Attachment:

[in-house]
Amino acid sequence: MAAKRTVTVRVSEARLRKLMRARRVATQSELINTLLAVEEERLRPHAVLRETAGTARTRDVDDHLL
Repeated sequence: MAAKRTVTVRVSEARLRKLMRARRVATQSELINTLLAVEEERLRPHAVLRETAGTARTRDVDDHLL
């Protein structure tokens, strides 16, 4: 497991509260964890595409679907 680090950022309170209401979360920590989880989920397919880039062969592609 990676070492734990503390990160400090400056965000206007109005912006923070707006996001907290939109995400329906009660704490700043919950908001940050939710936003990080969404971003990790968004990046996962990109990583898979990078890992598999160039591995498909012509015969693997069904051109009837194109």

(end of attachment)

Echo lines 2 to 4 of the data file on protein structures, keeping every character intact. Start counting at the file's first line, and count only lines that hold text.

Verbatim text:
Amino acid sequence: MAAKRTVTVRVSEARLRKLMRARRVATQSELINTLLAVEEERLRPHAVLRETAGTARTRDVDDHLL
Repeated sequence: MAAKRTVTVRVSEARLRKLMRARRVATQSELINTLLAVEEERLRPHAVLRETAGTARTRDVDDHLL
């Protein structure tokens, strides 16, 4: 497991509260964890595409679907 680090950022309170209401979360920590989880989920397919880039062969592609 990676070492734990503390990160400090400056965000206007109005912006923070707006996001907290939109995400329906009660704490700043919950908001940050939710936003990080969404971003990790968004990046996962990109990583898979990078890992598999160039591995498909012509015969693997069904051109009837194109």